Regardless of whatever regulatory and legal reforms India undertakes, it is unlikely to achieve its objectives unless its judiciary shows maturity and exercises restraint. Its propensity to interpret stated law in the broadest terms, far beyond its contextual and literal sense, most often transgressing its functional jurisdiction, has been at the cost of other institutions. The latest institution to fall victim is the Competition Commission of India (CCI),
India’s competition regulator has netted a paltry 0.6% of the total amount of fines that it has imposed on companies as lengthy judicial reviews and overturned orders have rendered the anti-trust watchdog almost toothless. Since its inception in 2009, the Competition Commission of India (CCI) has levied Rs.13,900 crore in penalties on companies for violating rules. The regulator’s success rate in recovering the money is, however, alarmingly dismal at Rs.82.1 crore... Judicial appeals have either delayed or blocked CCI from recovering penalty money, making the regulator appear ineffective... 97% of the penalty (approximately) has been stayed by the courts/appellate authority.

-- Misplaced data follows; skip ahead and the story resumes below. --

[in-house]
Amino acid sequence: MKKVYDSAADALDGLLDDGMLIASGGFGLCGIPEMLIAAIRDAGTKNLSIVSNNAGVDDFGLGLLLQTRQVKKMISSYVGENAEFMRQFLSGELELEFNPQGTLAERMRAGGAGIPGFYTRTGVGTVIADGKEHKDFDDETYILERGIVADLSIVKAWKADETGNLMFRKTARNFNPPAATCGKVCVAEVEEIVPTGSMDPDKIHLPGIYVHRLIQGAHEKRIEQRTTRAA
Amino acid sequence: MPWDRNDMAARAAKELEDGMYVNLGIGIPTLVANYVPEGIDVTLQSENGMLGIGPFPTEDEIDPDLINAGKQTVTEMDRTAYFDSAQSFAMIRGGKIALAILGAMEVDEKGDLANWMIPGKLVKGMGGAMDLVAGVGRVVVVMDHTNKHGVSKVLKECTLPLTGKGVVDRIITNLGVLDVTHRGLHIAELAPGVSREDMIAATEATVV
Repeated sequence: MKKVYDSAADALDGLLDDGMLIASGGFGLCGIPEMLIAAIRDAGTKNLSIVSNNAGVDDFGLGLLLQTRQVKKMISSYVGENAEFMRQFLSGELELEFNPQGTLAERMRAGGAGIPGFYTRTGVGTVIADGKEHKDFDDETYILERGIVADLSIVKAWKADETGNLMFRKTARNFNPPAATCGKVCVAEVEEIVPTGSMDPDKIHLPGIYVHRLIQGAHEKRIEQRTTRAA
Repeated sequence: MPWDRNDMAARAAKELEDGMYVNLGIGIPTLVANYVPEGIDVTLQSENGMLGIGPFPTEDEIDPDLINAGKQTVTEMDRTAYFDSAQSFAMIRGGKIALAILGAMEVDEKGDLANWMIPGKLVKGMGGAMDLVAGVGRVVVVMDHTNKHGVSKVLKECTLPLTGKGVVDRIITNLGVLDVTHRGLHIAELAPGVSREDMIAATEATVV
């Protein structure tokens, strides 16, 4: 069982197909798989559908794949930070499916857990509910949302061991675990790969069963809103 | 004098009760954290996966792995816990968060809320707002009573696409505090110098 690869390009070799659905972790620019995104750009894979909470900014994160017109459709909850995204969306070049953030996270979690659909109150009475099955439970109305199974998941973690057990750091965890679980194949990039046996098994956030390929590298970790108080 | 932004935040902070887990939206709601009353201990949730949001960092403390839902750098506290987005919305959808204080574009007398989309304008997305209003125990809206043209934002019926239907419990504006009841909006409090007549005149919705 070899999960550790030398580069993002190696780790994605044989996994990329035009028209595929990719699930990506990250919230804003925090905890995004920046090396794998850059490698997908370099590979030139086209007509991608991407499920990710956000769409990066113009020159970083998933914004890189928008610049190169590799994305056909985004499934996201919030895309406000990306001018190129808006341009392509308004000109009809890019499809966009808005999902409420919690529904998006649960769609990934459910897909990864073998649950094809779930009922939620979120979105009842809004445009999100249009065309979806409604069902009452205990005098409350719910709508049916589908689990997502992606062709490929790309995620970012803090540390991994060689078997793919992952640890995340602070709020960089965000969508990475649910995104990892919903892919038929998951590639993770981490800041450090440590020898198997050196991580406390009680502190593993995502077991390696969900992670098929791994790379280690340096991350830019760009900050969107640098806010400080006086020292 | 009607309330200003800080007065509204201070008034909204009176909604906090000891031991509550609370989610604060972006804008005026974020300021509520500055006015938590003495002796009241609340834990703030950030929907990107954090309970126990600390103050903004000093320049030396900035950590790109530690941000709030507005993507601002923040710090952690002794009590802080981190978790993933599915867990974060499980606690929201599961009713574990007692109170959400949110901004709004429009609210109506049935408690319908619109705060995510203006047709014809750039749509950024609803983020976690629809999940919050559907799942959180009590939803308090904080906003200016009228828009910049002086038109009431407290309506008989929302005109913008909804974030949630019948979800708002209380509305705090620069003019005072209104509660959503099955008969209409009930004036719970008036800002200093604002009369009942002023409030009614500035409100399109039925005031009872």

For sure, the CCI cannot absolve itself of its share of the blame for the quality of its orders. But it cannot be so bad that 97% of its orders are not only contested but continue to remain under litigation. Does the Ministry of Finance really want the Reserve Bank of India to be the next victim?